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A New Song, A New Light
by Judy Lash Balint
Israel Insider
December 2, 2002

Moshe Abramovich the sofer (scribe) carried out his painstaking work oblivious to the music and chatter going on around him. Abramovich was seated in the Bayit of the Shir Hadash synagogue in Nachlaot, putting the finishing touches to a Torah scroll commissioned in memory of Jacob and Hilda Schulder, longtime members of New York City's Fifth Avenue Synagogue.

The new Torah, adorned with an exquisite set of Eytz Chayim (wooden rollers) inlaid with pearl and silver, was donated by Diane and Bob Abrams of Manhattan, the daughter and son-in-law of the Schulders. The Schulders grandaughter, Rachel and her husband Rabbi Ian Pear, are the driving force behind the fast-growing, innovative Shir Hadash congregation located in the rapidly gentrifying inner city neighborhood of Nachlaot.
The dedication event took place on the evening of one of the darkest days of the current war against the Jews. Just a few hours earlier, three Israelis and eight Kenyans were murdered at a resort in Mombassa, Kenya and another six Jews were killed while waiting to vote at Likud party headquarters in Beit Shean. A planeload of 271 Israelis miraculously escaped harm after two missiles were fired at the aircraft on its departure from Kenya.

But in the alleys of one of Jerusalem's historic neighborhoods, an area dotted with intimate synagogues reflecting the origins of their members, the joyous sounds of rejoicing over the addition of another Torah to the world pushed away the darkness.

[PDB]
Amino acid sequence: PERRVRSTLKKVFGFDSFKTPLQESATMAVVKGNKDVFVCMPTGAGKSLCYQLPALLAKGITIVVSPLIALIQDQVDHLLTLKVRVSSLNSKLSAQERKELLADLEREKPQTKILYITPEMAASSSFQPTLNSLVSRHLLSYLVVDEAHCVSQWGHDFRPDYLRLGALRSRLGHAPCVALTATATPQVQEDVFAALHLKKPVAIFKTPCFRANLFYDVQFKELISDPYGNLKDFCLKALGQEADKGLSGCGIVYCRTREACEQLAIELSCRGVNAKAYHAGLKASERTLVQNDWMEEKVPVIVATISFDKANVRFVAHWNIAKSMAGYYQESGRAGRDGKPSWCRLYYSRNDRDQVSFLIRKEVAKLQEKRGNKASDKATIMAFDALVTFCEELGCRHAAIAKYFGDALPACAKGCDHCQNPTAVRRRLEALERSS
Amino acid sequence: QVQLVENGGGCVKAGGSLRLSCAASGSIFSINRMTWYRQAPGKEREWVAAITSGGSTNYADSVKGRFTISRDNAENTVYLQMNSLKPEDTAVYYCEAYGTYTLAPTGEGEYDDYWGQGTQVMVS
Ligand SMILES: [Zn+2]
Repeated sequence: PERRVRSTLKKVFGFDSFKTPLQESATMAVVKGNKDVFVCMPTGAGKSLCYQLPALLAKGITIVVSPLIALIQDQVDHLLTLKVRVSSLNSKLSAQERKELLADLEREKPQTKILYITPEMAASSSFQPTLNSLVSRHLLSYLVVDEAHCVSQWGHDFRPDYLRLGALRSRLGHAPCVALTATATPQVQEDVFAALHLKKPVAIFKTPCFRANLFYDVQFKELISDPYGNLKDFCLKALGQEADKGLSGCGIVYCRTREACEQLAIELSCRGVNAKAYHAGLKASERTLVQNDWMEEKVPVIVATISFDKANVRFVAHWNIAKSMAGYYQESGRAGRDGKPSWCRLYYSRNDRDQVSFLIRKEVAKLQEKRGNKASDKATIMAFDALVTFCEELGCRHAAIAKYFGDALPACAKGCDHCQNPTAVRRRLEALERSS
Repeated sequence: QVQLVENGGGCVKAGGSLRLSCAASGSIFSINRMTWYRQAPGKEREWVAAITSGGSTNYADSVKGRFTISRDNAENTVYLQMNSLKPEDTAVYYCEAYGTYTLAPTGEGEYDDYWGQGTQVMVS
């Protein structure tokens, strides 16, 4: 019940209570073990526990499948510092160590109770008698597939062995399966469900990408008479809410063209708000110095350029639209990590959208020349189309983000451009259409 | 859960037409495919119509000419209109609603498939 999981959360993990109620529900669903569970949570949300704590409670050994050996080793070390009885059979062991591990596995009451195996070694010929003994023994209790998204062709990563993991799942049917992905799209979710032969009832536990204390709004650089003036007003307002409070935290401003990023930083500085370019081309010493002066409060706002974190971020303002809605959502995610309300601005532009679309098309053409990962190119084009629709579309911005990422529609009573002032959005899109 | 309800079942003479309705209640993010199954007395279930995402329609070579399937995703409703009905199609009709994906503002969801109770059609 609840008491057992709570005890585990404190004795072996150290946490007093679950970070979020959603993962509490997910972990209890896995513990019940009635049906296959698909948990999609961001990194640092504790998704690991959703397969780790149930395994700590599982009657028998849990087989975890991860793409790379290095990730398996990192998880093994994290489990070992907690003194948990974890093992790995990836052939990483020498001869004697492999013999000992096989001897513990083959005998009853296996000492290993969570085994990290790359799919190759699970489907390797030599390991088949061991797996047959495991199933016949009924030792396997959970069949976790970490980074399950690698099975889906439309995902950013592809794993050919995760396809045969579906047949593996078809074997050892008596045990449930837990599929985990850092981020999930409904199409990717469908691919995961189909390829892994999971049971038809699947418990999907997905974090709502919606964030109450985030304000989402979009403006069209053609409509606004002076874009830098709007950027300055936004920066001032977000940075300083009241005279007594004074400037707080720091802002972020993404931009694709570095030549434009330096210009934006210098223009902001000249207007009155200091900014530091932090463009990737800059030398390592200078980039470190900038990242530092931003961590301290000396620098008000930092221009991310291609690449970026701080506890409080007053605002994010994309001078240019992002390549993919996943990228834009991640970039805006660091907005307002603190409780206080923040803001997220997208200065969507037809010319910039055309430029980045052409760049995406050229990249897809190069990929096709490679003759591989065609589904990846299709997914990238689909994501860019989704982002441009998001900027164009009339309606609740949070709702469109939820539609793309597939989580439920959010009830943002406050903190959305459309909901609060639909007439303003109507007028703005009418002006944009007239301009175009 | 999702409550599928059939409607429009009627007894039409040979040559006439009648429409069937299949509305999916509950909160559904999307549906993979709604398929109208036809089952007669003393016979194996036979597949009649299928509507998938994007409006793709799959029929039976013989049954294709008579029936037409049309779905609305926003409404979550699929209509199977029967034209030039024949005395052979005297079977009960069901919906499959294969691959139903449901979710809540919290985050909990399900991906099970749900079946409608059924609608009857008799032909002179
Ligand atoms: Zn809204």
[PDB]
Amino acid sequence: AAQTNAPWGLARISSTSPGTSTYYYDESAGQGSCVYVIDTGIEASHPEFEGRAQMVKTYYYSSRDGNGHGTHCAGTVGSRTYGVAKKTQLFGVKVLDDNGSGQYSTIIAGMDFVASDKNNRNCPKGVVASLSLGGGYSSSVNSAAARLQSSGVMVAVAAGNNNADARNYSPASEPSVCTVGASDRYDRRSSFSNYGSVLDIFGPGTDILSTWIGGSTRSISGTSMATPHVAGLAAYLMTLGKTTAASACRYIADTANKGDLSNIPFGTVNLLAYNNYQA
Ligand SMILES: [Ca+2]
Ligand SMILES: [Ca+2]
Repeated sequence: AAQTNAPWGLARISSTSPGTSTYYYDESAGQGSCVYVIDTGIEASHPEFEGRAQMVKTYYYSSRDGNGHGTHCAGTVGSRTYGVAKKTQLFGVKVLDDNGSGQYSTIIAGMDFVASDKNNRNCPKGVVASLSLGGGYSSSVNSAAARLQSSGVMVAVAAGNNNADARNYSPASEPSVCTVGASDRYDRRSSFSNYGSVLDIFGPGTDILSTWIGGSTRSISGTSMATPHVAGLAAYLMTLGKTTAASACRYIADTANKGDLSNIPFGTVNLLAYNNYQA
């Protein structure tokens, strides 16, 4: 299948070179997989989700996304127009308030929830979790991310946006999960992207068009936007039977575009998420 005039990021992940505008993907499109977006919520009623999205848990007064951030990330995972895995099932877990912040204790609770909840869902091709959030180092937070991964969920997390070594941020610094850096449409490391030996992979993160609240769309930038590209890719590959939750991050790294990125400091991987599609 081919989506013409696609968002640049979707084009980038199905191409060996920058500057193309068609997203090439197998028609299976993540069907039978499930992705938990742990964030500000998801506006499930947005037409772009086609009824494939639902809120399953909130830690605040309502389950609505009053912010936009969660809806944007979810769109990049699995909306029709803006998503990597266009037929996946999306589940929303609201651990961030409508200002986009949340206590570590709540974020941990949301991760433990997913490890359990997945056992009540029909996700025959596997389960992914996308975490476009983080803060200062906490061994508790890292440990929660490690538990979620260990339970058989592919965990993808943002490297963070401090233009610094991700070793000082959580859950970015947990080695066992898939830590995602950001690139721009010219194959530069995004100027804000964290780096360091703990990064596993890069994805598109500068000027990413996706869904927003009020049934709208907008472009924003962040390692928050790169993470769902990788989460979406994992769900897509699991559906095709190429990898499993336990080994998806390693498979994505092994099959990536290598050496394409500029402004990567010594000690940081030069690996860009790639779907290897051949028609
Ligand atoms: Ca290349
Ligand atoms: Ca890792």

A beaming Bob Abrams pointed out that his grandfather shared the sofer's name--it was abbreviated to Abrams in his father's generation. As various friends were honored with writing one letter of the Torah under Moshe's watchful eye, a klezmer band provided a backdrop to the proceedings. Spontaneous dancing broke out as those assembled watched and waited for the final letter to be drawn by Moshe's elegant quill pen.

Some of the people in the room were visitors from the Abram's New York congregation, Kehillath Jeshurun. Many were relatives of Diane Abrams and the Schulders--a family connected in many tangible ways to Jerusalem. Diane Abram's great great grandfather is buried on the Mount of Olives.

A trumpet blast greeted the announcement that Reb Moshe had finished his work, and the Torah scroll was lovingly placed under its dark blue velvet covering and escorted under a chupa into the street for the short walk to Shir Hadash, it's new home. Two "old" Torah scrolls already in use at the synagogue were brought out to greet the new one.

The klezmer musicians led the way, their lively tunes piercing the dark mood. Neighborhood people stopped to watch and smile as the procession of almost one hundred celebrants wound their way through the narrow streets. "The words are so comforting," sighed one woman as the group passed by singing of God's love for the Jewish people.

The Shir Hadash synagogue is unique in the neighborhood. It's not one of the beautiful, century-old, custom-built shuls with chandeliers and an ornate ark--Shir Hadash makes its home in a bomb shelter, down a flight of steps, with low ceilings and unadorned walls.

Inside, there's more dancing with the new Torah and a few speeches by rabbis associated with the Schulder, Abrams and Pear families. Rabbi Sol Roth of the Fifth Avenue Synagogue, tells us about the Schulders and their quiet commitment to Torah. Rabbi Shlomo Riskin, rosh yeshiva of institutions where both Rachel and Ian Pear studied, spoke of the eternity of Torah and Jerusalem. He pointed out the significance of the Abrams donation of a Torah scroll in memory of the Schulders, which would be used by the Jerusalem community created by their grandaughter and her husband. "How very fitting that this Torah in memory of the Schulders, people of the highest ethical standrads, will lift the spirits of the people who daven at Shir Hadash--it will inspire the lives of the men and women who worship here," concluded Rabbi Riskin.

"I couldn't think of a better place for this Torah," Diane Abrams said.

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